Mar 17 2013
Last October there were many rumors than Google was going to pull the plug on its RSS delivery service, Feedburner. I moved our email subscription to maillchimp and deleted any references to Feedburner at that time. Earlier this week, Google confirmed that Feedburner was getting the ax but also announced that it would be shuttering Google Reader effective July 1, 2o13.
For many, Google Reader was a way to compile RSS feeds of various blogs and sites in one location. People are scrambling to find a replacement. I’ll admit that I stopped reading Google Reader a few years ago in favor of gathering important links from Twitter and reading feeds via an app on my iOS called Flipboard. But hundreds of thousands of people still use Google Reader. Even more use applications, both web and computer and mobile, that rely on the Google Reader API (Application Programming Interface). Those will be dead as well.
By some metrics, Google Reader has millions of users but Google can’t seem to monetize the service sufficiently to support keeping the service. Over 100,000 signature and climbing to keep Google Reader alive but thus far Google has been non responsive. The danger of Google shutting down its various free services is that people will begin to doubt the longevity of its other products. Sure, search or Youtube isn’t going away but how about Google Docs or another Google service you enjoy?
The good thing is that where there is a void, an entrepreneur will step in to fulfill that void. Interestingly Dropbox, a major competitor of Google’s for cloud storage recently bought the new and innovative email product Mailbox. There are quite a few developers who are utilizing Dropbox’s API to create applications that interface with Dropbox’s cloud storage.
So what’s your alternative? Based on a number of articles, here are what seems to be the best alternatives to Google Reader:
NewsBlur (Web * iOS * Android) . There are free and paid versions. The paid version runs $24 per year. The web version includes a small sidebar that can open to display updated feeds from your favorite sites. It allows for real time updating, sharing with your friends, and a learning feature where the program will try to hide the stories you don’t want and highlight the stories you do.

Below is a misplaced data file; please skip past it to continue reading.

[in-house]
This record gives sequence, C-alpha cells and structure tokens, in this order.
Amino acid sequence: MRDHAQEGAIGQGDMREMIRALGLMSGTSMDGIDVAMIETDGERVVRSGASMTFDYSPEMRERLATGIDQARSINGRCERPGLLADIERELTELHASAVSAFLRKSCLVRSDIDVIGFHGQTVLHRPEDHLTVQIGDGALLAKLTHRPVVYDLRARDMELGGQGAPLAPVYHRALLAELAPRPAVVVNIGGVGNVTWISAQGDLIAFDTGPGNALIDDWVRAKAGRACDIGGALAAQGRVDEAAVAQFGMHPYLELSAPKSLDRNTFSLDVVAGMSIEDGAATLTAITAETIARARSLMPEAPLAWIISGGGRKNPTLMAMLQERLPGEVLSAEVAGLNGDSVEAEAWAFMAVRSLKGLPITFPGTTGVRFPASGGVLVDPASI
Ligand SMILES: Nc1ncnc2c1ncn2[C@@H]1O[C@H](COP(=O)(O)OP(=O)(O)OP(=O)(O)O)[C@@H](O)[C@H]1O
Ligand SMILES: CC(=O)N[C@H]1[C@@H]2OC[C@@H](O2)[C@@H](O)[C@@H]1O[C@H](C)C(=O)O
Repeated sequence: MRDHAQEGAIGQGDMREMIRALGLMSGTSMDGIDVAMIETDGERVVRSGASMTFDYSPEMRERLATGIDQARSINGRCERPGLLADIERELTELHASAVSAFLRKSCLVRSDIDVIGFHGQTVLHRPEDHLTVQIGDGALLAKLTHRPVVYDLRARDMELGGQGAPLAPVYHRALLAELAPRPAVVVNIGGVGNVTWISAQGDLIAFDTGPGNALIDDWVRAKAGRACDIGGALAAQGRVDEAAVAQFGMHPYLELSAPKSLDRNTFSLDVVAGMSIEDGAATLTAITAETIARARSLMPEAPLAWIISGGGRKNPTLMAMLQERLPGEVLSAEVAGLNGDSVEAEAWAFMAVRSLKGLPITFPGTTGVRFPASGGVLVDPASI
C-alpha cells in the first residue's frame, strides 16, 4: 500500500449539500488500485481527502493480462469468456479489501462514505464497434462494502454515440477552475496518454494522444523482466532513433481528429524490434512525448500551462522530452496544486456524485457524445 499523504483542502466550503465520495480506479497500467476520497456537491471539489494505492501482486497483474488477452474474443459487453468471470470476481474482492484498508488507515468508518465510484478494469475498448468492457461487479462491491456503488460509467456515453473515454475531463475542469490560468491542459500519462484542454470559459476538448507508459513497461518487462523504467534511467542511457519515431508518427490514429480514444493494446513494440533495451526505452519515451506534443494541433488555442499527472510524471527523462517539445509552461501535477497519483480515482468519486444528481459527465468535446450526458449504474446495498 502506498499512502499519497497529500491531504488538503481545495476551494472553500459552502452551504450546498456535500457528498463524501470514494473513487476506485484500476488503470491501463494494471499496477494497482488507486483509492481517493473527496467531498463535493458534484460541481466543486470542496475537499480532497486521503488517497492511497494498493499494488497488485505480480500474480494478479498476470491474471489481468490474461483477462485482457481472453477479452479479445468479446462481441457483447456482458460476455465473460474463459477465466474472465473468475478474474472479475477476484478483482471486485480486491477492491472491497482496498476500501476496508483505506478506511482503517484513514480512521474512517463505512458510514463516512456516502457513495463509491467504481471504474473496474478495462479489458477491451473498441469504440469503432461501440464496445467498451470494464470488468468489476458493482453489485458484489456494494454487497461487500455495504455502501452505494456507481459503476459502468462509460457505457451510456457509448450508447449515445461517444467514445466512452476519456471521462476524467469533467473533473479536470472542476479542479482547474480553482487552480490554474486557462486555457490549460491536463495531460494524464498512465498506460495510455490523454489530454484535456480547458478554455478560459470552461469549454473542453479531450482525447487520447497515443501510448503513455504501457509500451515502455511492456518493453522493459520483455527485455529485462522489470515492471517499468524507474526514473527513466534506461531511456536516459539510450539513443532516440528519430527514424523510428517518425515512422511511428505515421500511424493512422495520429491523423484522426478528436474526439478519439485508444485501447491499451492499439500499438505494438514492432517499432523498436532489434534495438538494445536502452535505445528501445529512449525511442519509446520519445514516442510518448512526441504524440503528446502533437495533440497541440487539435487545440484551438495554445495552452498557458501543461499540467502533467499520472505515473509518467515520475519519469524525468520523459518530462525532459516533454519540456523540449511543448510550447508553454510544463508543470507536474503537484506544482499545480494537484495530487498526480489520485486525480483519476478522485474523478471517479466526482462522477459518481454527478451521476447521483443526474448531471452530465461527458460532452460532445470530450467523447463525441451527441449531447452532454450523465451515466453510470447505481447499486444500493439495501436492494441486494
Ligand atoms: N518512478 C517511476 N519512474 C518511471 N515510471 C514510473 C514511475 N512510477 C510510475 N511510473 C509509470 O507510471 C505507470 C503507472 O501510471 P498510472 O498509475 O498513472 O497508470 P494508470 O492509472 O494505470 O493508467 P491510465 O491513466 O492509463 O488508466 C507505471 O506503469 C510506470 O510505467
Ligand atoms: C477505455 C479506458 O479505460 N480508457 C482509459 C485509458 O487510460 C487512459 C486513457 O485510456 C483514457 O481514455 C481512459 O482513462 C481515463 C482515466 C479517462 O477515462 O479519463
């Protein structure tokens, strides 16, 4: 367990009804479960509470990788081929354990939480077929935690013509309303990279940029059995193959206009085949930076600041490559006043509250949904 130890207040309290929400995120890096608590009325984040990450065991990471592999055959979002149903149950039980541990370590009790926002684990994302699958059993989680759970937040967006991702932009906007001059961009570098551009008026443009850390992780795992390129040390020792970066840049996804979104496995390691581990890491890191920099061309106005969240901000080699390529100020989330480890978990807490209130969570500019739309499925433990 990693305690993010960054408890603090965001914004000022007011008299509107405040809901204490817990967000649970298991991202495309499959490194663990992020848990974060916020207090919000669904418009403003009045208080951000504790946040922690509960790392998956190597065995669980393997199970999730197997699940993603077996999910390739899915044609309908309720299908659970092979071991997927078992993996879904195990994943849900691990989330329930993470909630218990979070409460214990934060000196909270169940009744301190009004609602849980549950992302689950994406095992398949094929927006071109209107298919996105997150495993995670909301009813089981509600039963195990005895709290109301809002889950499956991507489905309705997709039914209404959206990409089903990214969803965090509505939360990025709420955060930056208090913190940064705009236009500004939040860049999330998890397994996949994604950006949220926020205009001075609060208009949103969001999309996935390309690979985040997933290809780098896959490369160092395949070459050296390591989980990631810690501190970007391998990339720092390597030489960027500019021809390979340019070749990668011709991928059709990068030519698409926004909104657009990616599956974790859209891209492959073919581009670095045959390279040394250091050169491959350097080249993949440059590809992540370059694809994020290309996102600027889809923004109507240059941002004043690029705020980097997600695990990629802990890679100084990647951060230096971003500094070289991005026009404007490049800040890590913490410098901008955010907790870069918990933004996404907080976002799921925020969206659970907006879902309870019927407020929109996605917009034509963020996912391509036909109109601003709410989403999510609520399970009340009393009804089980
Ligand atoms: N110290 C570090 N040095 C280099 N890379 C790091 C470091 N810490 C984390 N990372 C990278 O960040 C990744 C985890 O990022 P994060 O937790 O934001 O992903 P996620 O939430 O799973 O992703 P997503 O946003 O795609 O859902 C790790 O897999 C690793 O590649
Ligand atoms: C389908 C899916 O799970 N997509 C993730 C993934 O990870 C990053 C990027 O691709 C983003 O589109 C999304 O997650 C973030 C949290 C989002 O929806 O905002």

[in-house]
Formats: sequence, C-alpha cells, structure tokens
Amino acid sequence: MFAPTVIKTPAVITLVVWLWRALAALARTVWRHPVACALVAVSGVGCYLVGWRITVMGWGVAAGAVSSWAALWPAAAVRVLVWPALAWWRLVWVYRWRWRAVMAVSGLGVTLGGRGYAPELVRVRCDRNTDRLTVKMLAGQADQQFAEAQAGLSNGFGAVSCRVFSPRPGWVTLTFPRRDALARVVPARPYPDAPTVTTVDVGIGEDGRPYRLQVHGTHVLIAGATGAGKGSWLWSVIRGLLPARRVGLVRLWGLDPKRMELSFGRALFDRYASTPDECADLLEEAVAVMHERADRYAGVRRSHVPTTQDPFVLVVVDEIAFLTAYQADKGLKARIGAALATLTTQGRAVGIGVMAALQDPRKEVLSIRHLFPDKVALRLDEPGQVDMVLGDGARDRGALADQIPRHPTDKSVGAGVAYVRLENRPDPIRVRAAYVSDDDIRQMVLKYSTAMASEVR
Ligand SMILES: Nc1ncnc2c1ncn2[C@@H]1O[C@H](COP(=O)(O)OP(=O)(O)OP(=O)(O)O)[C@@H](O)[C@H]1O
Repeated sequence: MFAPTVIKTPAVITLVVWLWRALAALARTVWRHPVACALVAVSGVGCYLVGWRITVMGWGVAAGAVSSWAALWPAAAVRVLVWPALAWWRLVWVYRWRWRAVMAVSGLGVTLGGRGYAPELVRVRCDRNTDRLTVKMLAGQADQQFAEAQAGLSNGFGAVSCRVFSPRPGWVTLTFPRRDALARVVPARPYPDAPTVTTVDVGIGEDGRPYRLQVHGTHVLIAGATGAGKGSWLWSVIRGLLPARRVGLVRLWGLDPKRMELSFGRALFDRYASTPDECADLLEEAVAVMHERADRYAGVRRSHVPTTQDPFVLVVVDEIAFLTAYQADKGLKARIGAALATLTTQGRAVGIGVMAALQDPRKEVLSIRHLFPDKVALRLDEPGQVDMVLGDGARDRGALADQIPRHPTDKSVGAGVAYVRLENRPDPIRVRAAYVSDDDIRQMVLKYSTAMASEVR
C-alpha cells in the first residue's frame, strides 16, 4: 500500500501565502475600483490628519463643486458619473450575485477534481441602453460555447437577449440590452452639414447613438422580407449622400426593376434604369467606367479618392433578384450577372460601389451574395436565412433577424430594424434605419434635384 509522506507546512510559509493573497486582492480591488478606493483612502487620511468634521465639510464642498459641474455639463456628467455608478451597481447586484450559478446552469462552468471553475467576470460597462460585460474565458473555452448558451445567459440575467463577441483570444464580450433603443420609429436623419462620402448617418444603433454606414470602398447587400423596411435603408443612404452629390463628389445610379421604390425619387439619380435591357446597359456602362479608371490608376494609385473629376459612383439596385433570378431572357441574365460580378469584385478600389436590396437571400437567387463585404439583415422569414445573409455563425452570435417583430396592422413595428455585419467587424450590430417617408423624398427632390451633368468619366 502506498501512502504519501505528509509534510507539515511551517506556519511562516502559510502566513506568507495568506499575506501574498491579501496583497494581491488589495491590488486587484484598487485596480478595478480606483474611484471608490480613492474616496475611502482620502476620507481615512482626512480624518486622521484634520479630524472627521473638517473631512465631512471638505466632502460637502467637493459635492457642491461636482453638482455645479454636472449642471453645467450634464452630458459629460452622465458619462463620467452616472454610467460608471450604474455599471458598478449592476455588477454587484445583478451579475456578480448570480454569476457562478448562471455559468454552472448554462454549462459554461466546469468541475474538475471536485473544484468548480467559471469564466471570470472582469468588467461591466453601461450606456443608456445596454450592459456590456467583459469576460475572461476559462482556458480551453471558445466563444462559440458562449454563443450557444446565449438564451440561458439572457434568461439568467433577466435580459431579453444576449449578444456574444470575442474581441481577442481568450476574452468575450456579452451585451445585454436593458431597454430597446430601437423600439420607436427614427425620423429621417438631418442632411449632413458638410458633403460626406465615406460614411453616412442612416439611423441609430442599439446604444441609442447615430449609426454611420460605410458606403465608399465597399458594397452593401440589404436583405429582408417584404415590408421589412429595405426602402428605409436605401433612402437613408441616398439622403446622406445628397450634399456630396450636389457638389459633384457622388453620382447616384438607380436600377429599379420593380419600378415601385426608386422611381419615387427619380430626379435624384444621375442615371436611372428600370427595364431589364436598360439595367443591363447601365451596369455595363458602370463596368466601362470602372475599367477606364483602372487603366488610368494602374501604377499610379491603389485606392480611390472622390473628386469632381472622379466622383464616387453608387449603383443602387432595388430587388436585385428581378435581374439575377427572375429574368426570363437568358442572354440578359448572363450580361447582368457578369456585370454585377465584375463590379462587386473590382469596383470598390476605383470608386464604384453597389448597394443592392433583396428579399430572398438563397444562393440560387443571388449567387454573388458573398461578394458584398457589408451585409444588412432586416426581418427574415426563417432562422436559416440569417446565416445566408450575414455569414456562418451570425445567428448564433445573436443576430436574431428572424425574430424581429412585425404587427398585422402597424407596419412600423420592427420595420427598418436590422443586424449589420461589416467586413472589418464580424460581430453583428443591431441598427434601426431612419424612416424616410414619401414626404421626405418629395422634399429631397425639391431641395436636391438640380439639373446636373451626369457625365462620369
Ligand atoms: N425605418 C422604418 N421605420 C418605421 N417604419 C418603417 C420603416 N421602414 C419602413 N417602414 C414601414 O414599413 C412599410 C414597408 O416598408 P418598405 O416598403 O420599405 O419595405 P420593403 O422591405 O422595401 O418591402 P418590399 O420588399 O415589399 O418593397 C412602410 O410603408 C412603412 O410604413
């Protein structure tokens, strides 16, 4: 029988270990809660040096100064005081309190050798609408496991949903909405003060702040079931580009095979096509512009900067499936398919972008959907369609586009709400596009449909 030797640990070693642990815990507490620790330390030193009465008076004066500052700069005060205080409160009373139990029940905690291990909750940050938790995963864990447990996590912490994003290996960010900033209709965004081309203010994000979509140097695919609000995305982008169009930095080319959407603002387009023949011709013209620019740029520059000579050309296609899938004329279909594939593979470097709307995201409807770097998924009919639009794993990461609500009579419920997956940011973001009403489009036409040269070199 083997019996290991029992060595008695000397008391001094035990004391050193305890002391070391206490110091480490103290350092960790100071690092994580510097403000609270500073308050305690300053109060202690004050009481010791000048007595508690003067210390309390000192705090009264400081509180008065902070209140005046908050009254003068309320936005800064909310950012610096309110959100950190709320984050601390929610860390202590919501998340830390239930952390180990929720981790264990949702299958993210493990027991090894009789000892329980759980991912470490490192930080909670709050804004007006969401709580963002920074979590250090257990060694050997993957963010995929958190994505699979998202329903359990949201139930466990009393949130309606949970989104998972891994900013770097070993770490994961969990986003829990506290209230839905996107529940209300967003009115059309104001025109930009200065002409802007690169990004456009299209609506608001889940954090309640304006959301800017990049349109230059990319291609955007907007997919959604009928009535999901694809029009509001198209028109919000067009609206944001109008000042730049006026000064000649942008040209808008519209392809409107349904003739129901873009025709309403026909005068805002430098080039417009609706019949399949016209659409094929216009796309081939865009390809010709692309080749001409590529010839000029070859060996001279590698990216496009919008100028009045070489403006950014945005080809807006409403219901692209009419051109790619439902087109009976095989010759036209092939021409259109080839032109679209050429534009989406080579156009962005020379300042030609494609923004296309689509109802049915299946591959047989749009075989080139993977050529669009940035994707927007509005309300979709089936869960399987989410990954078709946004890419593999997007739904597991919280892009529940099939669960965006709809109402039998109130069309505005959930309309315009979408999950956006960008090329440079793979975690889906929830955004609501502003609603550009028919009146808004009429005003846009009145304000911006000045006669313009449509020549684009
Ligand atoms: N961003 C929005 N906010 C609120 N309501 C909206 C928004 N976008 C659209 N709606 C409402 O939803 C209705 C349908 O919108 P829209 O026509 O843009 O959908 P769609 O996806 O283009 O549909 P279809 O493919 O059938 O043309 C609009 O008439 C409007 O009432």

Feedly (Firefox * iOS * Android). Free. This is one of the favorite replacements for Google Reader. The Firefox addition allows you to use keyboard shortcuts like the original Google Reader. Another great feature of Feedly is that it syncs across all platforms from the web to your mobile device.
Net vibes. This is a widget based service and despite the intimidating front page, you can just get a free account to read the news. Basically you sign up for a number of widgets that contain the source information that you want to read/follow. Lifehacker talks more about it here. Netvibes is more a customizable home page than a mere RSS feed reader. It has a small learning curve but is also more powerful.
The Old Reader. This is a stripped down but fully functional RSS feed reader. It’s first page says “Welcome to The Old Reader, the ultimate social RSS reader. It’s just like the old google reader, only better. We’re in beta right now, but we’re constantly working on improvements and new features.” Like feedly, you can use keyboard shortcuts and you can also share, organize, and save your favorite articles.
Once you’ve decided on a replacement news reader, you’ll need to make the migration. For that, you’ll need your OPML file. Go to Google Takeout and download your OPML file. Most of the above feed readers will permit you to upload an OPML and thus your favorite feeds will be saved.
As for Mailchimp, I’ve really enjoyed using it but there is also a learning curve for that. What’s the mailing list for anyway? If you don’t want to come to visit Dear Author on a daily basis, you can get a daily email setting out the posts for the day. You’ll still have to visit to read the posts, but it gives you an idea of what is going on.
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